Centrosome abnormalities, recurring deletions of chromosome 4, and genomic amplification of HER2/neu define mouse mammary gland adenocarcinomas induced by mutant HER2/neu

Cristina Montagna, Eran R. Andrechek, Hesed Padilla-Nash, William J. Muller, Thomas Ried

Research output: Contribution to journalArticle

80 Scopus citations

Abstract

The conditional expression of activated HER2/neu gene under its endogenous promoter in the mammary epithelium of the mouse results in accelerated lobular development and focal mammary tumors. Carcinogenesis, however, requires amplification and considerably increased expression levels of oncogenic neu. Deducing from the multiple genetic aberrations required for human breast cancer to develop, we hypothesized that in addition to the over-expression of an activated HER2/neu, secondary aberrations would occur. We have therefore conducted a genomic screen for chromosomal imbalances and translocations using comparative genomic hybridization and spectral karyotyping. The results reveal a moderate degree of chromosomal instability and micronuclei formation in short-term cultures established from primary tumors. Genomic instability appears to be linked to the amplification of functional centrosomes, a phenomenon that we frequently observed in other tumor types. Seventy per cent of the tumors revealed genomic amplification of HER2/neu, often in the form of double minute chromosomes, which correlated with recurring loss of mouse chromosome 4D-E, a region that is orthologous to distal human chromosome 1p. It is likely that this region contains putative tumor suppressor genes whose inactivation is required for tumor formation in this model of human breast cancer.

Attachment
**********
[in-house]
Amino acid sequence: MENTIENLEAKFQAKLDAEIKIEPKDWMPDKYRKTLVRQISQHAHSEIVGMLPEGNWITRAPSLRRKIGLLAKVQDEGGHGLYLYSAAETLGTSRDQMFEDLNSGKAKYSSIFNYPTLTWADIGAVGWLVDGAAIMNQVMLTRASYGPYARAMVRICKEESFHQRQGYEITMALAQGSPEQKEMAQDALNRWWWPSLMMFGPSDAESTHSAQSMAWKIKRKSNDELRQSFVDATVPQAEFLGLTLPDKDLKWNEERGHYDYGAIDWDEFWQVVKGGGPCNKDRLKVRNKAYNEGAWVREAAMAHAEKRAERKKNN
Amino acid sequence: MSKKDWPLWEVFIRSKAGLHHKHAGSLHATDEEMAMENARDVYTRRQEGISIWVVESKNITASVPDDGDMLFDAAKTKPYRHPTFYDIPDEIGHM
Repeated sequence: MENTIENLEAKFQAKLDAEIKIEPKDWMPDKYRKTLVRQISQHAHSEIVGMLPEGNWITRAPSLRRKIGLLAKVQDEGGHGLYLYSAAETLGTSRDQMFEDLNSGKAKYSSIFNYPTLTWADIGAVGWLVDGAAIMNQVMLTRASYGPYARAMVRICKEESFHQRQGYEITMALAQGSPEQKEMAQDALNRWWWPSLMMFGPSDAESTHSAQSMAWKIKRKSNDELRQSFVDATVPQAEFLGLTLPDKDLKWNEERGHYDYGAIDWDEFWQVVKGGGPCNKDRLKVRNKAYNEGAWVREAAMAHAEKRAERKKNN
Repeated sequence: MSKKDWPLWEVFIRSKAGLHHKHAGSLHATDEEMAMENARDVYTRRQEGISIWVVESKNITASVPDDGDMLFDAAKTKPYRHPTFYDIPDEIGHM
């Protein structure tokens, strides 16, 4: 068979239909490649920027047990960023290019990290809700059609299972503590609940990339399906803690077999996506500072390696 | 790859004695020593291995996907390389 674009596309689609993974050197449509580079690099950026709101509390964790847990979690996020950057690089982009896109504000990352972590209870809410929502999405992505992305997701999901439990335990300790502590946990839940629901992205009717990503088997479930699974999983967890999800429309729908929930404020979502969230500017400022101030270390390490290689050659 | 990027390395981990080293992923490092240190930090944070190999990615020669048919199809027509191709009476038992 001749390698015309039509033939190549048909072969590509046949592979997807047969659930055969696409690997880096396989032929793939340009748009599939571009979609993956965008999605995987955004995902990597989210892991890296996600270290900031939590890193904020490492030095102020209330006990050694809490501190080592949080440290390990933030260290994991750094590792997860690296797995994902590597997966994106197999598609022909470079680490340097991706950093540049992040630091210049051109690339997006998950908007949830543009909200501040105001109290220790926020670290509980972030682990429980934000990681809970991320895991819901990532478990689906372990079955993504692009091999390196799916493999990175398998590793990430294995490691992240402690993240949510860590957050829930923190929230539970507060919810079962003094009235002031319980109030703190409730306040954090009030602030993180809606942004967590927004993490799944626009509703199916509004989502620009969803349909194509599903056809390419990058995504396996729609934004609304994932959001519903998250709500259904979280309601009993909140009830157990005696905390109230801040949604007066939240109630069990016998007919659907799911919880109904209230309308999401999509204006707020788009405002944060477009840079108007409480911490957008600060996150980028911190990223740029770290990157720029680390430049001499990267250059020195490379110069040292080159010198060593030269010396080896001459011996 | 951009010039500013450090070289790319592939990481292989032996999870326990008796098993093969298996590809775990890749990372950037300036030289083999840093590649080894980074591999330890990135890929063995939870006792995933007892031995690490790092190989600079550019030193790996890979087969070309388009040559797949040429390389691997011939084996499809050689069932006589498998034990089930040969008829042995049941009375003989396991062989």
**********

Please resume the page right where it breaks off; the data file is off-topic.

Original languageEnglish (US)
Pages (from-to)890-898
Number of pages9
JournalOncogene
Volume21
Issue number6
DOIs
Publication statusPublished - Jan 31 2002
Externally publishedYes

    Fingerprint

Keywords

  • Breast cancer model
  • Centrosome
  • Double minutes (DMs)
  • Genomic instability
  • HER2/neu
  • Spectral karyotyping (SKY)

ASJC Scopus subject areas

  • Molecular Biology
  • Genetics
  • Cancer Research

Cite this